Thankfully, there is a clock hanging up in the living room, but I can’t exactly read it. The words are all vague symbols I don’t understand.

Eh, human time will do.

Picking up the pencil in my weird hoof-hand, I try to think up a few songs I’d need.

Well, I need Leadbelly, Robert Johnson, Lonnie Johnson, hey, Lightnin’ Hopkins wouldn’t hurt, J.B. Lenoir, Blind Lemon Jefferson, and whoever the hell made Catfish Blues.

Looking and my list and the artists I knew so well. I know that it’ll be enough songs to construct an album out of, especially since I have no band yet. I was used to doing covers day in, day out, so I know all these people. I know the lyrics, too. Or well, a vague recollection of them. Let’s hope that’s enough.

It’s around ten at this point, and Octavia and Vinyl scratch still aren’t up for some bizarre reason. Using this time wisely. I pick up my guitar and start strumming out some random chords in the Blues progression. It doesn’t actually sound that bad!

Despite how promising the song sounds, I decide to just leave right now in case I got lost in the expansive city of Canterlot.

I leave at approximately 10:30. I had a vague idea of how to get to the train station. However, Octavia’s directions certainly didn’t help. I mean, I could get by with some maps outside the pony arcade, but otherwise, I was lost.

Well, I stuck my hoof out in the direction I’d presume the station to be at and I walk that way.

Following the winding paths and getting lost a few more times, I do eventually reach the station. Ol’ Sketchy is waiting there, as promised.

“You’re sure cutting it close, Mercury,” he says.

“What, is it like 11:50 or something? I mean, Octavia isn’t exactly a reliable tour guide. I got here in a vague direction.”

“11:58,” He says, his speech dripping with poison.

Well, oops.

“However, I have no choice but to allow you in, so we’ve got this studio right here. Yes, it’s right by the tracks, make due with that what you please.”

Goddammit, now I ended up in Yesterday, is that how this story’s going to go? I’m just going to get trapped in every shitty music movie cliché I knew of? Regardless, I did like the idea. You had to start from somewhere right? Ol’ Shifty was certainly somewhere. If that somewhere was woefully misguided, of course. Besides, I could make my very own Tracks on the Tracks, and that was something.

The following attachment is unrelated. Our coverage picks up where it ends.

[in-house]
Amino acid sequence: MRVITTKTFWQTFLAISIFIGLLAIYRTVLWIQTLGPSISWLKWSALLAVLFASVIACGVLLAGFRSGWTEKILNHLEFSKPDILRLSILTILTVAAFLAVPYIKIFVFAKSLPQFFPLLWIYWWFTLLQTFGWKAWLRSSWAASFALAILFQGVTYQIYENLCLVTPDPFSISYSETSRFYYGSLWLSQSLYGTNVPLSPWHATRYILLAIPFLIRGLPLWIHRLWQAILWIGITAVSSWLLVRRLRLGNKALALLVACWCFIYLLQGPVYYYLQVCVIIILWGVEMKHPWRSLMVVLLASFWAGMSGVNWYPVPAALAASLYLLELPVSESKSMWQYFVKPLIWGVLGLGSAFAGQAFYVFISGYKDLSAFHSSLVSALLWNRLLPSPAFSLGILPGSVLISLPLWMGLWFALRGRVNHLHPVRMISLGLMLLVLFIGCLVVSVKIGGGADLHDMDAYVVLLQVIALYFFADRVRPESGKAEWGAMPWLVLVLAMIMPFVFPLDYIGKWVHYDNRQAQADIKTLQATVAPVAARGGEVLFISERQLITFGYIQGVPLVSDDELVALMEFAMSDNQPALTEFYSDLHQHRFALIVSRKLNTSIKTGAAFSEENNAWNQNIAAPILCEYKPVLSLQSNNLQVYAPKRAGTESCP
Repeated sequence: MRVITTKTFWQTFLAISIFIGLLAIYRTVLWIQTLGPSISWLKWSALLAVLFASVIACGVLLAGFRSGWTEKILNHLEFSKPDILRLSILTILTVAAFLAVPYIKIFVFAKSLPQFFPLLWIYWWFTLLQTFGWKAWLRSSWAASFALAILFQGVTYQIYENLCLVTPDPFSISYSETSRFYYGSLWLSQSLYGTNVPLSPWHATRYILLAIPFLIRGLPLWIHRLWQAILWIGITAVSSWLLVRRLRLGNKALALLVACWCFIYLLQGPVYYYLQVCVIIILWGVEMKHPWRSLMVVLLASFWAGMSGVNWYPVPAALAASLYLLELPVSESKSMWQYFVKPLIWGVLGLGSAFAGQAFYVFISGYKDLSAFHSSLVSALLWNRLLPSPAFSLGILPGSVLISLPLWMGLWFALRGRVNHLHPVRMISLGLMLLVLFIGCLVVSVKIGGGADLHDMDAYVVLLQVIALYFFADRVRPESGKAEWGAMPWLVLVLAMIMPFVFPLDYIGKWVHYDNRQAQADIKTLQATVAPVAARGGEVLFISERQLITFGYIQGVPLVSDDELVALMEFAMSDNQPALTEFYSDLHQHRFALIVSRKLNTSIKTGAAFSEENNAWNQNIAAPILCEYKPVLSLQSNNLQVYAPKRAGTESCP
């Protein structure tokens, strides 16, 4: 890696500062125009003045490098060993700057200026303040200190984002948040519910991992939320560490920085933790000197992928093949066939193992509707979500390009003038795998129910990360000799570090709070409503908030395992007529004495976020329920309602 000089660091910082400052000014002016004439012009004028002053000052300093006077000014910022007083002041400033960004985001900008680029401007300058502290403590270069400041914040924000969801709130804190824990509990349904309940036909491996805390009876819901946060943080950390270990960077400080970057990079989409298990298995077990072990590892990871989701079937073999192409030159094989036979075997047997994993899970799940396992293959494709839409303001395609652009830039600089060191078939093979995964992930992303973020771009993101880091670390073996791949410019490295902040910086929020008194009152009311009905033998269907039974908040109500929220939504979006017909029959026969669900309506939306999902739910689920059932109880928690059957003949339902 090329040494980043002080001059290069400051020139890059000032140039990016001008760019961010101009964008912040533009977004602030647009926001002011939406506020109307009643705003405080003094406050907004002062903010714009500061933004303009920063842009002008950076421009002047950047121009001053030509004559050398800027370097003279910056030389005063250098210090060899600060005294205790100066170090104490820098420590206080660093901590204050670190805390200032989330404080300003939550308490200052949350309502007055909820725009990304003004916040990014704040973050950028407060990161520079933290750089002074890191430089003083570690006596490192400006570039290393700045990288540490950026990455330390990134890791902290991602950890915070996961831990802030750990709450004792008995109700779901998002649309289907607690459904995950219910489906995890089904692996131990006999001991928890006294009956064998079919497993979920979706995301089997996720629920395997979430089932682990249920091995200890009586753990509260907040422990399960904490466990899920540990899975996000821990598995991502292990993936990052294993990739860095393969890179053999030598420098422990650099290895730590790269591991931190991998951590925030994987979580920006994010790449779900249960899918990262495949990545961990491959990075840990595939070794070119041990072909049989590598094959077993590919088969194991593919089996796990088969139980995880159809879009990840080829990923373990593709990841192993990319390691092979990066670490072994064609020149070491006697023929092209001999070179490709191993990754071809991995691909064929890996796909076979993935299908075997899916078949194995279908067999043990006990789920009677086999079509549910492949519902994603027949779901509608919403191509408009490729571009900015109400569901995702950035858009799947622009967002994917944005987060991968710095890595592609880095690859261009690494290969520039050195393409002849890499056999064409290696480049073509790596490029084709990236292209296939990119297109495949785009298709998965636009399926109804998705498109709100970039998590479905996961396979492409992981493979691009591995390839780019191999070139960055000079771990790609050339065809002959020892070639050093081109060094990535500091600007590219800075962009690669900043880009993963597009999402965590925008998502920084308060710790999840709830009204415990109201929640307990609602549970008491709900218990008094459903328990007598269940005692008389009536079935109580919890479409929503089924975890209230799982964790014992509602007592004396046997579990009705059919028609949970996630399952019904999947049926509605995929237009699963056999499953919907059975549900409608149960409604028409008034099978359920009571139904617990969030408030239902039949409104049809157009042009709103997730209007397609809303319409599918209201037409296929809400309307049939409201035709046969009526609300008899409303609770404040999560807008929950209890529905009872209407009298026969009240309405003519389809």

“Hey, do I get a band?” I ask the said record producer.

“A band? Colt, you gotta prove your worth first, good luck.”

The way he chuckles at the end of that doesn’t bode well.

Well, he takes a hike. I don’t know where the studio is, but I guess I’ll have to find it.


The studio’s about an hour up the track. Fantastic. Walking as a pony is somehow more tiring than walking as a human, perhaps that’s just me.

Well, as promised, it’s certainly a recording studio. It has a four-track, very impressive for this point in the musical timeline, and I of course have my guitar. I always remember to bring that with me.

Now, the Blues probably won’t sound right without atrocious sound quality. So, I take a mic from a nearby wall, and I position it as far away as possible. Hold on, that won’t work, I’d just sound quiet. Well, if it has to be Blues with good recording quality, who am I to argue?

I decide to take the mic and put it right next to my guitar. I don’t bother grabbing another one, because that’s kind of how the songs were recorded.

I decide to start with Goodnight, Irene, because I so happened to know that one by heart. Playing the version I played at Pinkie’s party, I’m just about to hit the end... when a train passes. I have to start again.

“Goodnight, Irene, Leadbelly, take 2,” I say to nobody in particular.

That one goes on without a hitch. In the moment, I sit and reflect. It’s so quiet here, aside from the trains that occasionally went by, this place was awfully quiet. I suppose being the Blues artists of the past came with the crippling isolation of them, too.

Now, here comes a big fucking problem. Aside from a couple Leadbelly songs, I didn’t know how exactly these songs were arranged. Sure, I played them on my guitar, but I generally practiced for that. As is usual for gigs, I forgot exactly how the song was played until I heard it again. I knew the lyrics, but I didn’t know the instrumentation. I could take a guess, but I suppose I’d just be playing whatever sounded good.